FIG. 1 is a perspective view of the door in a closed position.
FIG. 2 is a side view of the triangular mount of door opener.
FIG. 3a-3c are views of the door closing mechanism.
FIG. 4 is an end view showing the interlock roller positioned out of the track.
FIG. 5 is a side view of the door interlock linkage.
FIG. 6 is a side view of the door interlock linkage and the door in a closed position.
FIG. 7 is a side view of the cable routing.
Referring now to the drawings, FIG. 1 shows the plug type passenger access door 1 curved inward at the bottom to conform to the lower curvature of the fuselage. The door 1 is hung from a track 2 by a carriage 8 which permits the door 1 to slide laterally along the track 2 generally along longitudinal axs of the fuselage. The track 2 is supported by structural members in the ceiling not shown in FIG. 1. The power to move the door 1, and to unlock and open, or close and lock the door 1 as described hereafter, is provided by an electrical motor 3 which is mounted at one end of the track 2.
Further with reference to FIG. 1, when closing the door 1, for example, the motor 3 drives a gear box 4. The output of the gear box 4 rotates a cable drum 5. A cable 6 is wound about the cable drum 5 and the cable 6 ends are attached to a door opening 7 apparatus attached to the door 1 and supported by the carriage 8. When the motor 3 is activated it winds the cable 6 around the drum on one side and unwinds the cable 6 on the other and moves the door opening apparatus along the track 2 in either direction. When opening the door the motor drive direction is reversed and the door moves laterally generally in the forward direction as shown in FIG. 1. Routing of the drive cable 6 may be through the track 2 with routing through appropriate cable guides, as shown in FIG. 7. FIG. 7 shows a sample cable routing along the track 2. This routing is facilitated by routing the cable 6 through pulleys 60 and 61 positioned on the door frame directly above the interlock pulley 51. The cable 6 is wound about a pulley 62 at one end of the track 2 and the cable drum 5 at the other thereby permitting the motion by the driving mechanism as herein described. While a particular embodiment has been described other alternative routings for such cable 6 may be implemented and any suitable routing which permits the indicated motion and minimizes wear on the cable is considered within the scope of this invention and will be readily apparent to those skilled in the art.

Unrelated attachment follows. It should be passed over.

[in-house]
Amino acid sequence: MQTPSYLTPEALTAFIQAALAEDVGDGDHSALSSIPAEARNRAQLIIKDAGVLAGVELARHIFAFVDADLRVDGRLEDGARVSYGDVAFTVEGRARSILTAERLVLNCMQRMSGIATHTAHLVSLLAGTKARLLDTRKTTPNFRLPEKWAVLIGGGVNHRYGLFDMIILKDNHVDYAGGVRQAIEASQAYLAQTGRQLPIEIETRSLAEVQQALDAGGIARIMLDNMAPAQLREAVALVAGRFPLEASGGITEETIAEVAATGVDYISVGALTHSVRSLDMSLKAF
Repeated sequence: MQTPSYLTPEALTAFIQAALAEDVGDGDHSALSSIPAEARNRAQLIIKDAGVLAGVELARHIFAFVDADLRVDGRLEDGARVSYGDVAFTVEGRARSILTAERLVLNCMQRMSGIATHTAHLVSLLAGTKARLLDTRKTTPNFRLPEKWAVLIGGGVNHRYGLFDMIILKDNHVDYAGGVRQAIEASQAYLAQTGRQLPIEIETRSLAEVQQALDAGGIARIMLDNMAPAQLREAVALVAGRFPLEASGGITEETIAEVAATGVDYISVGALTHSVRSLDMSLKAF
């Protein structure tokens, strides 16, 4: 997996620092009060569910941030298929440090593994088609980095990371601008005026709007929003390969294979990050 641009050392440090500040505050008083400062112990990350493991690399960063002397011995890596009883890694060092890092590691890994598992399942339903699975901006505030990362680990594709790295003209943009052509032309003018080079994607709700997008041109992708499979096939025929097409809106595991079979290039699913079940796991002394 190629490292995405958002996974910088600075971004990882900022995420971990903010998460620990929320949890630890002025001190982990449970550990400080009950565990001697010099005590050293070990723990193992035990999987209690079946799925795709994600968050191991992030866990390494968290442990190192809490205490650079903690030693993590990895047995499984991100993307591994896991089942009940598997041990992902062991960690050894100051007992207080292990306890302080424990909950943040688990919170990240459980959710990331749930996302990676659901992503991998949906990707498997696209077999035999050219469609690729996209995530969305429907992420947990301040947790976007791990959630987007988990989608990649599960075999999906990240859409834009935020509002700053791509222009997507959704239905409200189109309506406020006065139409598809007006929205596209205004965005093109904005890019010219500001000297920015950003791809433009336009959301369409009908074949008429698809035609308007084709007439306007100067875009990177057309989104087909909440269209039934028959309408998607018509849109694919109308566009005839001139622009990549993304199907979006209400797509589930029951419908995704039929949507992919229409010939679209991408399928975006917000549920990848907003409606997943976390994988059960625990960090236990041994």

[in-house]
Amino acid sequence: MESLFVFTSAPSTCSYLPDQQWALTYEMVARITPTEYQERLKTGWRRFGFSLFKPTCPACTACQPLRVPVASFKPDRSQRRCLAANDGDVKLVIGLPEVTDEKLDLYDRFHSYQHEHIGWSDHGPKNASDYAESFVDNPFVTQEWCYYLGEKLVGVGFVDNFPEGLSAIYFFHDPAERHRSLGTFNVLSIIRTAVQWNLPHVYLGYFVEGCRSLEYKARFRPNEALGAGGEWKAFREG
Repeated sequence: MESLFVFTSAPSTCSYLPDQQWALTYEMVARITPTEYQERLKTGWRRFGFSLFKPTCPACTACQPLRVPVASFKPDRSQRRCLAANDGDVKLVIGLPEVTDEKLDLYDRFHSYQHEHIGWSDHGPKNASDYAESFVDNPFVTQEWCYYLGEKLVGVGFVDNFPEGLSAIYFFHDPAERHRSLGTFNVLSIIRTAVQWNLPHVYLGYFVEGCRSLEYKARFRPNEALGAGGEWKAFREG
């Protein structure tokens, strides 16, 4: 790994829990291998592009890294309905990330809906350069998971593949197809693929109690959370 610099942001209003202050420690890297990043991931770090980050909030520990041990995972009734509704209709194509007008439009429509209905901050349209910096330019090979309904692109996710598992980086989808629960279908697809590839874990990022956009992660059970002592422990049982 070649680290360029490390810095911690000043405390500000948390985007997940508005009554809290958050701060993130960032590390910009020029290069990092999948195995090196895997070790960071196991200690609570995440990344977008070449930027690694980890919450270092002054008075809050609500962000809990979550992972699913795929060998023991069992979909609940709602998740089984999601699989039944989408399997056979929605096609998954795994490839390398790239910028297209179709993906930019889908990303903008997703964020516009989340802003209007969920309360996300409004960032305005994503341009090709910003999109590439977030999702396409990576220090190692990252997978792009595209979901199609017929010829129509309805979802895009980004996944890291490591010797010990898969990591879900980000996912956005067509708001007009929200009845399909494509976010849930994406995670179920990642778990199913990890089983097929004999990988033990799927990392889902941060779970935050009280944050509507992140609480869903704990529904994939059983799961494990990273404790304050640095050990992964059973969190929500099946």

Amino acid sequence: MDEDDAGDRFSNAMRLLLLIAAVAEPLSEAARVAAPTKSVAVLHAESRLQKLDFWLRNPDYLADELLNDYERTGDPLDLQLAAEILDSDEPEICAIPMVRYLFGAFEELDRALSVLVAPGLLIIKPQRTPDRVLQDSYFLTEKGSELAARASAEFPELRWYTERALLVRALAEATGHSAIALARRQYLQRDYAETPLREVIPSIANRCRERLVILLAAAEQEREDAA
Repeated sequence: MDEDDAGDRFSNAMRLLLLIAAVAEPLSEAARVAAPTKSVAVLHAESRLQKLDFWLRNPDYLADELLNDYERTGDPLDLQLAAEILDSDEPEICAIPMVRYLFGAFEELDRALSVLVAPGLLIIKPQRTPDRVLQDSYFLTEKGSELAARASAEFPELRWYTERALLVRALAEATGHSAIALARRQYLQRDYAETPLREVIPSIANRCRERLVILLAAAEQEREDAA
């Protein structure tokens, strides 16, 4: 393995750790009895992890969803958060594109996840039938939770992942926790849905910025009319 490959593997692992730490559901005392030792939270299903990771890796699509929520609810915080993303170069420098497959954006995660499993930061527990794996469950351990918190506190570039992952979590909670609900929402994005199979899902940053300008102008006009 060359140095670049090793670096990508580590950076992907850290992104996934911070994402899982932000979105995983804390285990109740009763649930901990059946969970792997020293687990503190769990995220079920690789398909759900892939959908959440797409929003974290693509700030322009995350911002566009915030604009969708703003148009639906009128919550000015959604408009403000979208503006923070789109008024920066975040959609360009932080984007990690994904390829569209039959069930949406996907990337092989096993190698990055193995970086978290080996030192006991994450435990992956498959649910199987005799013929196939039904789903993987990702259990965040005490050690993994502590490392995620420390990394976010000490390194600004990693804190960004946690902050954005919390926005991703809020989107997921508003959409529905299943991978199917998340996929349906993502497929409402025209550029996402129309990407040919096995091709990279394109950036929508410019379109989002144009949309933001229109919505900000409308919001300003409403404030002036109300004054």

However, it will be noted, as shown in FIG. 3 that when the door I is in the closed position, it rests against stops 9 in the door jam and is locked in place. In such a position, the door 1 must first be unlocked and moved inboard and away from the exit opening prior to moving laterally. As shown in FIG. 2, when in the closed position, a carriage interlock roller 10 is positioned out of the track 2 (the dotted representation). This can be more clearly seen in FIG. 4. As long as the interlock roller 10 is positioned out of the track 2, the door opening apparatus cannot move laterally.